2)      Plan your meals. We all have to eat, and waiting until you’re hungry for your next meal is a bad time to be planning what it’s going to be. You’re more likely to grab something unhealthy on the go, or to eat the first thing you find. It takes much less time to plan a few days of meals than it does to run to the store or restaurant each day. In our house, we often make a double or triple batch of something (like tacos, soup, lasagnas, chili, quiche, etc.) and freeze for future meals when we might be rushed. If you have an hour on a weekend, you can make up a few meals for use during the week. Honestly, it doesn’t take much effort, and you’ll be glad you have a homemade meal ready to heat. And it’s less expensive when you buy in bulk and freeze for later. If you have kids at home, teach them to cook and get them involved in helping in the kitchen. Benefits to better meal planning can include improved health (if you choose wisely), saving money, and making your spouse and family feel cared for.

3)      Exercise. I’ve not always been a big fan of exercise, although I force myself to do it even when I don’t feel like it. Truthfully, we all feel better when we’ve gotten some exercise and we’re taking care of ourselves. In the last couple of years I’ve started to really enjoy tennis, and I’ve taken up running short distances. Family walks and bike rides round out my not-too-strenuous routine. The research I’ve read on living longer shows it’s important to keep moving rather than worry about completing marathons. Find an activity you enjoy, such as gardening, swimming or horseback riding, and you’ll be more likely to make time for it. Exercising together can be good for your relationship and can improve your sex life when you feel better about your body.

4)      Nurture social relationships. I’m all about nurturing and investing in your marriage and family. It’s also important to cultivate friendships and in-person social activities, such as volunteering, church groups, neighborhood groups, etc. The research is very clear that social networks help us live longer (see The Longevity Project). And doesn’t time with friends reduce your stress? Just try to avoid comparing how busy and stressful your lives are! Instead, take a walk or take in a cultural activity together.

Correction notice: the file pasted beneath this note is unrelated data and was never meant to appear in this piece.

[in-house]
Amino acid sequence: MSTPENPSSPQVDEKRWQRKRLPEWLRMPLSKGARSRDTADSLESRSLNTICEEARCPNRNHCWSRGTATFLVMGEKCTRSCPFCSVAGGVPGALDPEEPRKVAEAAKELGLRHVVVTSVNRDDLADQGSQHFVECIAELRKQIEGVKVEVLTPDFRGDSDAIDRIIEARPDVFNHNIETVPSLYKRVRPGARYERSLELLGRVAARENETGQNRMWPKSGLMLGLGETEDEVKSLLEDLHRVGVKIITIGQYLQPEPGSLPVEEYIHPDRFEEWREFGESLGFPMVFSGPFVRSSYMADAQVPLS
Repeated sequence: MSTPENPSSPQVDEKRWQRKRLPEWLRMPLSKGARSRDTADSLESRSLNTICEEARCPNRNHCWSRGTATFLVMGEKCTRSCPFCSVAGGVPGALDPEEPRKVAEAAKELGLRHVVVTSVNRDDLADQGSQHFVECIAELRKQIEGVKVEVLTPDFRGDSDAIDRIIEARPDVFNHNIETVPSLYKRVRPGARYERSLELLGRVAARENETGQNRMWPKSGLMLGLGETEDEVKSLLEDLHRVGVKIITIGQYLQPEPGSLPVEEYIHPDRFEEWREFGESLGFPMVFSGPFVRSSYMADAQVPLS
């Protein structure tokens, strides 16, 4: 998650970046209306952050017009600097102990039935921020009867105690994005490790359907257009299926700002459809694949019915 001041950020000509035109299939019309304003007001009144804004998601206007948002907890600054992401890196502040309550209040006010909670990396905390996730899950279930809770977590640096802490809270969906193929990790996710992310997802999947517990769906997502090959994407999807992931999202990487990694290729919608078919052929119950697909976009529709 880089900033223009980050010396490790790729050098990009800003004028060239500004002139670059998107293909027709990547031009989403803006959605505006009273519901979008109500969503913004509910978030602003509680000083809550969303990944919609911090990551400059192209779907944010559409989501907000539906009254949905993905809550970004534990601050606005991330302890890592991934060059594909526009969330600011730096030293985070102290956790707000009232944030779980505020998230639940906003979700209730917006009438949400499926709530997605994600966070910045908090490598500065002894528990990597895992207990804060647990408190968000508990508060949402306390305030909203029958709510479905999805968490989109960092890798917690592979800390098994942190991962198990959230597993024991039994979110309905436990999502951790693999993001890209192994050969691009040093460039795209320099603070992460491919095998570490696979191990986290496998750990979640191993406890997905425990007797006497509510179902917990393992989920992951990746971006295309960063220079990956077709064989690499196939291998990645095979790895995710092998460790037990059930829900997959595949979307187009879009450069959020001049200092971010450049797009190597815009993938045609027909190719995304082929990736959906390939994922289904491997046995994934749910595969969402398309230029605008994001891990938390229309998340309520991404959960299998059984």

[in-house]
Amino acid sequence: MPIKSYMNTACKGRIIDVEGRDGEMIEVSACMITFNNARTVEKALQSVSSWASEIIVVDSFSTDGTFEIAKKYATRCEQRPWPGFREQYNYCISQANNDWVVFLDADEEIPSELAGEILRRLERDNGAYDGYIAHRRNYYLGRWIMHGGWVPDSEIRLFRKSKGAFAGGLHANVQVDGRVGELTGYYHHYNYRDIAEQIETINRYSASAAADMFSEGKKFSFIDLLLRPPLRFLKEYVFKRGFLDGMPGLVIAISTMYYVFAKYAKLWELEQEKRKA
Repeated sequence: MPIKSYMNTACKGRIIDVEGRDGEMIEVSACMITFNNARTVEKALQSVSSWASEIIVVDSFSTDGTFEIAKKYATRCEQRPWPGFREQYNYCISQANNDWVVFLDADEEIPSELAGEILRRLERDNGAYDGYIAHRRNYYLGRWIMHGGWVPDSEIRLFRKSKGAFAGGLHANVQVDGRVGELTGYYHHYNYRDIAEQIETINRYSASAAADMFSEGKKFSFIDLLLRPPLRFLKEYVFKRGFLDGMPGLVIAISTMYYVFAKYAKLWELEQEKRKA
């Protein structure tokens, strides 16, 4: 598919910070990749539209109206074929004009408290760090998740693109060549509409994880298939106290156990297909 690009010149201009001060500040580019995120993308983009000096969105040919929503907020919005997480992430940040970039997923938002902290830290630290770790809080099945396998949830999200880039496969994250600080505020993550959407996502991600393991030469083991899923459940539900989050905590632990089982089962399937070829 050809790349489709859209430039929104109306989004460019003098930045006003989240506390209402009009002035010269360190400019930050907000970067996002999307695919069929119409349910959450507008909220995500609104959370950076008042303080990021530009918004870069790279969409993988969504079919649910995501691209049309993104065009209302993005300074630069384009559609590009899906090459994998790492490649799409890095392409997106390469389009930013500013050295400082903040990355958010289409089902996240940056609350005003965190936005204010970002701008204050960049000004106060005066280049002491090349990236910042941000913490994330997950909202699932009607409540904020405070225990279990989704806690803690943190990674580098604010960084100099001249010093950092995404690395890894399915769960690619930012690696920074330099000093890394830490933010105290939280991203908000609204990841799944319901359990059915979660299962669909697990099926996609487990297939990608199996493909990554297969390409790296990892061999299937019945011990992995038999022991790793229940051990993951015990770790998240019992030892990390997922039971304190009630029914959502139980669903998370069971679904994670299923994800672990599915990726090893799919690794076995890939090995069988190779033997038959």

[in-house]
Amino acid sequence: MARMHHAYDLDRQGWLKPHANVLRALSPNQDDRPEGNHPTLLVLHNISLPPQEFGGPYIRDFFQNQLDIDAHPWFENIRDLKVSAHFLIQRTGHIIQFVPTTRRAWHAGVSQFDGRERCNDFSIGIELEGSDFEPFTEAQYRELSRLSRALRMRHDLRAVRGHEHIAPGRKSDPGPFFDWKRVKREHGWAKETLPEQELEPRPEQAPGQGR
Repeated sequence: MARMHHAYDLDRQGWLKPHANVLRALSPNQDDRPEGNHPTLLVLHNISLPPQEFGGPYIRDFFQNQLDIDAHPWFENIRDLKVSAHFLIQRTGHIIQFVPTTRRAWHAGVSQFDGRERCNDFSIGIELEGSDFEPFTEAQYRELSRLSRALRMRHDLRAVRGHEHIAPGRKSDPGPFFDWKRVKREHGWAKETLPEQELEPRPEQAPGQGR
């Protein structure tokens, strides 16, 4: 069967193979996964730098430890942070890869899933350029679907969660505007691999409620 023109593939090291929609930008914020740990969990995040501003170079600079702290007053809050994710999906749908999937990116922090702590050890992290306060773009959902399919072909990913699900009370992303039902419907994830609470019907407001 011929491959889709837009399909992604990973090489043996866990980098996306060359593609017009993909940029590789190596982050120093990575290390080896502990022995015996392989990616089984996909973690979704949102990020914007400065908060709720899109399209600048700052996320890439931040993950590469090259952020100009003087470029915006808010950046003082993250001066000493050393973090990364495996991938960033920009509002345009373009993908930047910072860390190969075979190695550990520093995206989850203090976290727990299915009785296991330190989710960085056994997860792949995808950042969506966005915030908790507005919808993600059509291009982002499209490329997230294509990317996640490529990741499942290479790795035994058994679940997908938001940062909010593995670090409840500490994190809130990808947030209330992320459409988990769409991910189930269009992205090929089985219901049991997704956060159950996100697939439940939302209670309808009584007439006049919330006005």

5)      Many people like me find prayer and/or meditation helps them reduce unnecessary worrying, and stay more calm and positive throughout the day.

6)      Make time to hug and kiss your spouse throughout the day. This non-sexual touch is a known stress-reducer. Also, make time for sex, which is also beneficial and releases bonding and stress-reducing hormones.

7)      Try to reduce travel time by commuting during off-peak hours or working some or all of the time at home if your job will allow it. Combine your errands to save time (and gas). Bring reading or busy work with you for those times when you’re forced to wait, like at the doctor’s office.

8)      Reduce the busyness of your life by cutting out extraneous activities (the fourth birthday party this month) and making time for what you want to be doing. If you don’t have one or two free nights a week, seriously consider paring back.

9)      Make your home a pleasant place to be. Save a little energy and kindness for those closest to you. Take a minute before you enter the house to clear your mind and have a positive word for those at home. Try to reduce clutter and stay on top of regular tasks, like laundry. Encourage everyone in the family to pitch in by assigning small tasks. For example, my kids sweep the kitchen floor, take care of the cat, and make their beds (usually). I do the laundry, but everyone puts their own clean clothes away. My husband and I share the shopping and cooking duties. We have a white board for tasks, so that I don’t have to constantly nag.

10. Before you do any of these, you have to decide you want a less stressful life, and then commit to making some small, doable changes. You might even consider bigger changes, like earning less money in exchange for a less stressful lifestyle.

Lori Lowe is the founder of Marriage Gems and author of First Kiss to Lasting Bliss: Hope & Inspiration for Your Marriage. It tells the inspiring, true stories of couples who used adversity to improve their marriages–from overcoming drug addiction to cancer, infidelity, religious differences, family interference and infertility, among many others. It’s available at Amazon.com and in all e-book formats at www.LoriDLowe.com.

Photo by Ambro courtesy of freedigitalphotos.net.